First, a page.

This Week in New York Insider's Guide to Arts & Culture in New York City Since 2001



Catherine Deneuve dreams of a better life in Luis Buñuel’s TRISTANA

TRISTANA (Luis Buñuel, 1970)
BAMcinématek, BAM Rose Cinemas
30 Lafayette Ave. between Ashland Pl. & St. Felix St.
Saturday, July 19, 2:00 & 6:45, and Sunday, July 20, 2:00, 4:15, 6:30 & 8:45
Series runs through August 14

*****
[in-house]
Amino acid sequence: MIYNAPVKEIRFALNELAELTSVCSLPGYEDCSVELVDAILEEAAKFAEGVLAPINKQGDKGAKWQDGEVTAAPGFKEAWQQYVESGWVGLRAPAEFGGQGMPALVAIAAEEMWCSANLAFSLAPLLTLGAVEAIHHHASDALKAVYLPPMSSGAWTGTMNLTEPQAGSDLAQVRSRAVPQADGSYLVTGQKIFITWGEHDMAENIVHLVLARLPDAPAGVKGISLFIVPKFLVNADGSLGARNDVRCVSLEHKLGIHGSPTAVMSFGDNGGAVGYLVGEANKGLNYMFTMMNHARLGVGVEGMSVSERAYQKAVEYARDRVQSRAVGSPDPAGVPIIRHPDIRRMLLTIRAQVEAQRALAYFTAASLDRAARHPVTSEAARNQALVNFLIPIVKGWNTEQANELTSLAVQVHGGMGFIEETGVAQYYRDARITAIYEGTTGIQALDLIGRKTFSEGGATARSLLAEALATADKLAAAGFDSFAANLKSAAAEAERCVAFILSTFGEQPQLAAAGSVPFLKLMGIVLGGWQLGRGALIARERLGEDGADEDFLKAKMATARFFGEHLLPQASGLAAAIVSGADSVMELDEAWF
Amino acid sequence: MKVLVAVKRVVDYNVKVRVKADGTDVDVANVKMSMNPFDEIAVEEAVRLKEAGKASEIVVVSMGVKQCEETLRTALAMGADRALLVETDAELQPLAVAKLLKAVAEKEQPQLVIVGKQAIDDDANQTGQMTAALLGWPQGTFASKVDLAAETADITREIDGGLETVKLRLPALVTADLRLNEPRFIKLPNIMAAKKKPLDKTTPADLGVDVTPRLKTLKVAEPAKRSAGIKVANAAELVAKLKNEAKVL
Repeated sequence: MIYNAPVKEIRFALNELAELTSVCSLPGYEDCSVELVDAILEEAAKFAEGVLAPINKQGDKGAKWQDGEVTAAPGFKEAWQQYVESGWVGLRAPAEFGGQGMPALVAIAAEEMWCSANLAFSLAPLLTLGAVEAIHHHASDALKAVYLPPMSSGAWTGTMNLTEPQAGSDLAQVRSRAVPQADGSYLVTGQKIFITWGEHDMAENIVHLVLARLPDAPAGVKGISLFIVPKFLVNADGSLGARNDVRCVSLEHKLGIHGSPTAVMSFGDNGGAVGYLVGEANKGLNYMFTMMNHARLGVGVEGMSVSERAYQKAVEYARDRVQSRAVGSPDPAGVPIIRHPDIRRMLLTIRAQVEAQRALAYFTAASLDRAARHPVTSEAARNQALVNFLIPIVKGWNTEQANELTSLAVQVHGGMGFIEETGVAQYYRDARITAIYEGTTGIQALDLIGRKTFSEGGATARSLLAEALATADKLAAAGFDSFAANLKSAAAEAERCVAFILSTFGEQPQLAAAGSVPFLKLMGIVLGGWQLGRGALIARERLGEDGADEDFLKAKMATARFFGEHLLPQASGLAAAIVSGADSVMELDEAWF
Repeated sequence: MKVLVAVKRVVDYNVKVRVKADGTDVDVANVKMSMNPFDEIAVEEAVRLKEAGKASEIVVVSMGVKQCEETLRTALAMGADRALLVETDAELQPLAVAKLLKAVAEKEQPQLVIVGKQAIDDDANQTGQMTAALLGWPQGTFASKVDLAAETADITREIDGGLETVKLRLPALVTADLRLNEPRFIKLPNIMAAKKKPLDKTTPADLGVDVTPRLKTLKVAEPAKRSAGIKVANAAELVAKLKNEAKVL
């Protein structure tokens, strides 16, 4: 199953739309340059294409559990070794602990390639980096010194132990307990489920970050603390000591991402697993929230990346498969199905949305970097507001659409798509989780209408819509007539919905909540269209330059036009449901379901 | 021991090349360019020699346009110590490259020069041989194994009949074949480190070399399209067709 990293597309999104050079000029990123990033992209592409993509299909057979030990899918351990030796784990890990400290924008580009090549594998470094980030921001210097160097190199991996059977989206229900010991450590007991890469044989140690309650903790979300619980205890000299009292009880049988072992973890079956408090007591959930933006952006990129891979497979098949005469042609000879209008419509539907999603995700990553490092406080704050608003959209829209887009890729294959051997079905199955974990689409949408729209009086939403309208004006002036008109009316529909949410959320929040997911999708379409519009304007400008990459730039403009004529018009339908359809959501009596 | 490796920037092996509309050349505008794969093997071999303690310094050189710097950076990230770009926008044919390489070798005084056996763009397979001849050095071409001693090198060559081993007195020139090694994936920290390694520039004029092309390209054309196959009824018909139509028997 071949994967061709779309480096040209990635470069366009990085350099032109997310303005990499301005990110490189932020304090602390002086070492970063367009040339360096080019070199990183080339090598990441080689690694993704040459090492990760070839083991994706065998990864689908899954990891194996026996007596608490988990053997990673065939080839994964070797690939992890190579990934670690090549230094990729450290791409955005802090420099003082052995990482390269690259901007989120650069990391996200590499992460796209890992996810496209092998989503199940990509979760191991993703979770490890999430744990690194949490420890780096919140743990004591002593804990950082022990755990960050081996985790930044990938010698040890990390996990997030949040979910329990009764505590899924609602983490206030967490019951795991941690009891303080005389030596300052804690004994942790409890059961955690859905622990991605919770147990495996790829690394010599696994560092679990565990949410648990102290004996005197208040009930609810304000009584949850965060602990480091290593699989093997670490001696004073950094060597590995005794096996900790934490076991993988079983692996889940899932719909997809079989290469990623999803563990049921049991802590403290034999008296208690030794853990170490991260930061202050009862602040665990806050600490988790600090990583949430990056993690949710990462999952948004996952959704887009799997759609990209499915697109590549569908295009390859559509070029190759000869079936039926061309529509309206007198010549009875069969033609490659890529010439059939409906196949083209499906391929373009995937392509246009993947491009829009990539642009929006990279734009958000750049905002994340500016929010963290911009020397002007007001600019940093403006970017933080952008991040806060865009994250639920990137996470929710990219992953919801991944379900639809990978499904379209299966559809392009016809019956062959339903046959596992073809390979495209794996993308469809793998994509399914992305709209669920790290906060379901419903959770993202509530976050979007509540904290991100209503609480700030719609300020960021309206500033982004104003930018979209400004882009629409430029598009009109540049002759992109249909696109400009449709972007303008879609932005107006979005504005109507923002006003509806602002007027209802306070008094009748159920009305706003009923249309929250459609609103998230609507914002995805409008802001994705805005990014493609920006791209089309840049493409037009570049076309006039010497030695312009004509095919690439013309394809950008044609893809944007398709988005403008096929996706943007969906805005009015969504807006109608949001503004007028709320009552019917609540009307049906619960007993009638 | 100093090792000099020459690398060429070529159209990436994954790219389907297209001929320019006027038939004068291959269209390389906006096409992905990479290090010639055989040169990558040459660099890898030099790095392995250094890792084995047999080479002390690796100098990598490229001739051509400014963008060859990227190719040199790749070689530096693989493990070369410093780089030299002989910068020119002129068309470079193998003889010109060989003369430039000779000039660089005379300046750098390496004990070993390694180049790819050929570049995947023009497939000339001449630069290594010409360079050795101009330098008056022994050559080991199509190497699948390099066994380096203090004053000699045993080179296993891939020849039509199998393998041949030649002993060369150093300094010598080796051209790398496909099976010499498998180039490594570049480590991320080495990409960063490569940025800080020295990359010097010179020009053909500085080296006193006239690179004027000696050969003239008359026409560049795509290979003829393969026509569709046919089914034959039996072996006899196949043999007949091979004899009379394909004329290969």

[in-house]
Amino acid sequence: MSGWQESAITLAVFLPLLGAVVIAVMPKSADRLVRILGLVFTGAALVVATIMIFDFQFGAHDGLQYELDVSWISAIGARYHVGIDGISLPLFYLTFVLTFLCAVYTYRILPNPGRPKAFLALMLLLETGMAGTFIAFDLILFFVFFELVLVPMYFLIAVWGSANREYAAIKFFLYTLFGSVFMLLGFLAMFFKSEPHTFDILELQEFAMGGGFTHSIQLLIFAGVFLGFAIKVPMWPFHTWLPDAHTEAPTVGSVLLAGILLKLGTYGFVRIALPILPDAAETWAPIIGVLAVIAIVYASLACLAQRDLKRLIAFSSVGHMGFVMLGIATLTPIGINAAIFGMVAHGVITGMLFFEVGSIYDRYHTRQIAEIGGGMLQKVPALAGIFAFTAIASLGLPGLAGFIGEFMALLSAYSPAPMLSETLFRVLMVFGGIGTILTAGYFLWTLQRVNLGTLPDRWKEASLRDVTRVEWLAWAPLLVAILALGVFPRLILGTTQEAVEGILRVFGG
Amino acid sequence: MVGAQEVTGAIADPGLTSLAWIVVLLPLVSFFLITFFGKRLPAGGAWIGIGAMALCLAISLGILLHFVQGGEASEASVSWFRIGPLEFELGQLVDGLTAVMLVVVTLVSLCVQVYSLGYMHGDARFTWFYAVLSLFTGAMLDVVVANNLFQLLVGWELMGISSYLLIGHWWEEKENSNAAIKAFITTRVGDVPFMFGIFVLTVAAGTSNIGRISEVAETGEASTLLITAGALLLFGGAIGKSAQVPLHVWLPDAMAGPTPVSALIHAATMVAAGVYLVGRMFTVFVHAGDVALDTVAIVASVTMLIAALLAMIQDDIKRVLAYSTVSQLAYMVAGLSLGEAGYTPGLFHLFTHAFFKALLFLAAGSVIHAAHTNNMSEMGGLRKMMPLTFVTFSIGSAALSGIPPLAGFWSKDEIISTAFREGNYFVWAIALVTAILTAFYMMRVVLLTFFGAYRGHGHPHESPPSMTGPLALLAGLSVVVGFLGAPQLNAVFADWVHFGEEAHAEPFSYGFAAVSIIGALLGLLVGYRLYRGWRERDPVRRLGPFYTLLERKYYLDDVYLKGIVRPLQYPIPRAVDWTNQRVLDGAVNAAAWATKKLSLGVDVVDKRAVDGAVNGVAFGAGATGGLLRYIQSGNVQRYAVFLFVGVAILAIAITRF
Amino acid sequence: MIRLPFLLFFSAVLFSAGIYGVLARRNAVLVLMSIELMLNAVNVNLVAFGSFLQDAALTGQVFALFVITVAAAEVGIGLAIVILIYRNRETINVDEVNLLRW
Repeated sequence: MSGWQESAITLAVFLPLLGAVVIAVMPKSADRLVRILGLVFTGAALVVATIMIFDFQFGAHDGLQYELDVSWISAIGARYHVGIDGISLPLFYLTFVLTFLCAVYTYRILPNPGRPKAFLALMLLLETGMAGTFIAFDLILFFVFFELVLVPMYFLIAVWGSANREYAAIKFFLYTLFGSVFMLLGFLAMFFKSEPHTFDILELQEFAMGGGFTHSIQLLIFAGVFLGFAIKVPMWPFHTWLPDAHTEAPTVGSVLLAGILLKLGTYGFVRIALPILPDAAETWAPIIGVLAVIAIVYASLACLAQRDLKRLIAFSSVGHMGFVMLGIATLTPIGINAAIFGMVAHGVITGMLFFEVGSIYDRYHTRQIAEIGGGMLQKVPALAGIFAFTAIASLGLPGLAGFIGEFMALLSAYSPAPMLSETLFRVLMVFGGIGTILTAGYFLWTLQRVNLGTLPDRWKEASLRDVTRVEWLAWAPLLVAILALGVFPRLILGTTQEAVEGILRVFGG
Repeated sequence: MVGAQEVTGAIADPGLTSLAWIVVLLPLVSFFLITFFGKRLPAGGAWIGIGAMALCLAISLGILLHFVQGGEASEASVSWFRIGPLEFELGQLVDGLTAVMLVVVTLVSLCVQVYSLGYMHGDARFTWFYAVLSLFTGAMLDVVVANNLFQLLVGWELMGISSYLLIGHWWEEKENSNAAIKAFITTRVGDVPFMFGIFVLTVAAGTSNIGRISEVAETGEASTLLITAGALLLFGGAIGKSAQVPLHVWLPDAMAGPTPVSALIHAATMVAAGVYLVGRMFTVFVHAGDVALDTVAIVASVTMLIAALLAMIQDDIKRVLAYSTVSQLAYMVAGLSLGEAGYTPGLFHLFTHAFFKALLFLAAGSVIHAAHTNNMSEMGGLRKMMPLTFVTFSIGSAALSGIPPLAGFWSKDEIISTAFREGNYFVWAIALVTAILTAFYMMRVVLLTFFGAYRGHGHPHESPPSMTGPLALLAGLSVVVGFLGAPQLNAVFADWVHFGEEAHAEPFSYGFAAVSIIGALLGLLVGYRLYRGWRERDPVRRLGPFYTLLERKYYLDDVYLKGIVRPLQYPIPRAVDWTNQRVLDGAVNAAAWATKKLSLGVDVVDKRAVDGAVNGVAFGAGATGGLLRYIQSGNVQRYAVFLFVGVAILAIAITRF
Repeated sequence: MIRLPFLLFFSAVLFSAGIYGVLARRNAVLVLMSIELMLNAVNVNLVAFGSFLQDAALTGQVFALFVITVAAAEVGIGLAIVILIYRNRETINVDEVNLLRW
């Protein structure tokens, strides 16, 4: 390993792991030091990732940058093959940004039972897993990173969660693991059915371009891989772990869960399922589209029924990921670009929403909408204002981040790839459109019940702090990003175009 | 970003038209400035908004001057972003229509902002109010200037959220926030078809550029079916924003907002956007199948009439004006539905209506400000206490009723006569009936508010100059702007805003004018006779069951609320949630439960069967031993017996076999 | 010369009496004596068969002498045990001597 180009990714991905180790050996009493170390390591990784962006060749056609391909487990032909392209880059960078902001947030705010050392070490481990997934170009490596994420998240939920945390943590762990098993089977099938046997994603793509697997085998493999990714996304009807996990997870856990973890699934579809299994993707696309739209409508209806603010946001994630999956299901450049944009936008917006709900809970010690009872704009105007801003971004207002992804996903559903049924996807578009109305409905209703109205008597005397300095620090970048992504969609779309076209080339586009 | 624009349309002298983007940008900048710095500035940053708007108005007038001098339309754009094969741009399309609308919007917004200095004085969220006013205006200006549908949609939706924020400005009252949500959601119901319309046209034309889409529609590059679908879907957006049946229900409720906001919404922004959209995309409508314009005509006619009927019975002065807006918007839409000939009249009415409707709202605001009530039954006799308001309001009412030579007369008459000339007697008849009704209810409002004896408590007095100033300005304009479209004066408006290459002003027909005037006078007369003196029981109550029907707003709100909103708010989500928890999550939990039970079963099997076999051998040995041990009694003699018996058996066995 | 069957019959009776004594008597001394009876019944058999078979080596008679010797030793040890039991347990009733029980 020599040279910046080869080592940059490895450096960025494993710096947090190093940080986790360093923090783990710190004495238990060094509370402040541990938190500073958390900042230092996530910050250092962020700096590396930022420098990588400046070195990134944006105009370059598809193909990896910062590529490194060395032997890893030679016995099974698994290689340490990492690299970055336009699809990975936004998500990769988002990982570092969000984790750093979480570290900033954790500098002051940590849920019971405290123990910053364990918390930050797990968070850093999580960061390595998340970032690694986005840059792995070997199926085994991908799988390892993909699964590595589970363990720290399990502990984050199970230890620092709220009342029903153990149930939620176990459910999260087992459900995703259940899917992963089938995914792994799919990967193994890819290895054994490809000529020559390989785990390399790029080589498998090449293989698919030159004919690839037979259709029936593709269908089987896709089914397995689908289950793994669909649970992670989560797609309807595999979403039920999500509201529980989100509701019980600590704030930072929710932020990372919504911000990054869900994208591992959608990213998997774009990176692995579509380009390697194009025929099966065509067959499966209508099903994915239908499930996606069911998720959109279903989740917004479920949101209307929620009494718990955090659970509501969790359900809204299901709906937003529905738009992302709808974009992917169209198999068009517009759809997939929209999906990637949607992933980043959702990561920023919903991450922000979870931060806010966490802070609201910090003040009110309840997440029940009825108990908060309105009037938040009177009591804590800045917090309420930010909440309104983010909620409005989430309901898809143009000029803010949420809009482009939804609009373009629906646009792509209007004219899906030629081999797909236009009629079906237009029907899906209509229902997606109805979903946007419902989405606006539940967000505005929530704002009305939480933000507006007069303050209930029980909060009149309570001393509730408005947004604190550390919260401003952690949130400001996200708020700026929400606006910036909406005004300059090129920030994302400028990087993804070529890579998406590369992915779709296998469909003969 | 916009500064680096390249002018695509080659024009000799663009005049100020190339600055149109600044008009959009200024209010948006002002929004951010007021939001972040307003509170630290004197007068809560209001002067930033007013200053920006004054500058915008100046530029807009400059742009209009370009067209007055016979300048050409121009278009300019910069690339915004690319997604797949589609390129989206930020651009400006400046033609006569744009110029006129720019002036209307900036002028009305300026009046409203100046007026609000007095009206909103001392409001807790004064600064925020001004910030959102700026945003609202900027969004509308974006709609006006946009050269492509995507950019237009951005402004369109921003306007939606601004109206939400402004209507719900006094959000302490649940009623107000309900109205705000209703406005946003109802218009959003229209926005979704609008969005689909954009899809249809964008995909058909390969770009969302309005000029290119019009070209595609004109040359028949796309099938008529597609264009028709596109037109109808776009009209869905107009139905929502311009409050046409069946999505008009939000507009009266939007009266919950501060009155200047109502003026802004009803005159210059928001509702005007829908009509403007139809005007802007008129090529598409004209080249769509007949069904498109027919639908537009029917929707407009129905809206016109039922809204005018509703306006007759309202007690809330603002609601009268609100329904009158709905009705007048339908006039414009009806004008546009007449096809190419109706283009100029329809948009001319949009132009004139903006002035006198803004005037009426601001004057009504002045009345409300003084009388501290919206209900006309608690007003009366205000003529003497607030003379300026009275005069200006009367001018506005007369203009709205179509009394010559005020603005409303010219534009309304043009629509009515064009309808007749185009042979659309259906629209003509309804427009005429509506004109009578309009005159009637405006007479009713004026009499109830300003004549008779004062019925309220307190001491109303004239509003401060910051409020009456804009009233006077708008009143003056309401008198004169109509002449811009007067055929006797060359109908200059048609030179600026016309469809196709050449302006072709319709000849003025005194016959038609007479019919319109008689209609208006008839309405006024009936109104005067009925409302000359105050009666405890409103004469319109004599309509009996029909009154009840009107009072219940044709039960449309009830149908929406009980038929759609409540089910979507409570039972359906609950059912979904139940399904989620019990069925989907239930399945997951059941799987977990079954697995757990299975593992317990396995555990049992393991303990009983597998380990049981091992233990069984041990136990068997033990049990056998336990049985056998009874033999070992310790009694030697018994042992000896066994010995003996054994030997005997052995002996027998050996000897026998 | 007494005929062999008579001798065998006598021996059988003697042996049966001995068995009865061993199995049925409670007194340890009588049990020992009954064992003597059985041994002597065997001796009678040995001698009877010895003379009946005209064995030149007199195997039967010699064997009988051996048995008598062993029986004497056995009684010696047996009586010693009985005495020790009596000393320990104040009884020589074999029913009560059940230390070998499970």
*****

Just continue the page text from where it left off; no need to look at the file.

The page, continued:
Luis Buñuel’s adaptation of Benito Pérez Galdós’s 1892 novel Tristana is an often underrated, deceivingly wicked psychological black comedy. A dubbed Catherine Deneuve stars as the title character, a shy, virginal young orphan employed in the household of the aristocratic, atheist Don Lope (Fernando Rey), an avowed atheist and aging nobleman who regularly spouts off about religion and the wretched social conditions in Spain (where the Spanish auteur had recently returned following many years living and working in Mexico). Soon Don Lope is serving as both husband and father to Tristana, who allows the world to pile its ills on her without reacting — until she meets handsome artist Horacio (Franco Nero) and begins to take matters into her own hands, with tragic results. Although Tristana is one of Buñuel’s more straightforward offerings with regard to narrative, featuring fewer surreal flourishes, it is a fascinating exploration of love, femininity, wealth, power, and a changing of the old guard. Deneuve is magnetic as Tristana, transforming from a meek, naive, gorgeous girl into a much stronger, and ultimately darker, gorgeous woman. Lola Gaos provides solid support as Saturna, who runs Don Lope’s household with a firm hand while also taking care of her deaf son, Saturno (Jesús Fernández), yet another male who is fond of the beautiful Tristana. The film is one of Buñuel’s most colorful works, wonderfully shot by cinematographer José F. Aguayo, who photographed Buñuel’s 1961 masterpiece Viridiana, which was also based on a novel by Galdós and starred Rey. Tristana is screening July 19 & 20 as part of BAMcinématek’s five-week tribute to the master filmmaker, who passed away in 1983 at the age of eighty-three. The series continues through August 14 with such other Buñuel works as The Milky Way, The Phantom of Liberty, Wuthering Heights, Belle de Jour, The River and Death, El Bruto, and the superb double-feature pairing of The Exterminating Angel and Simon of the Desert.

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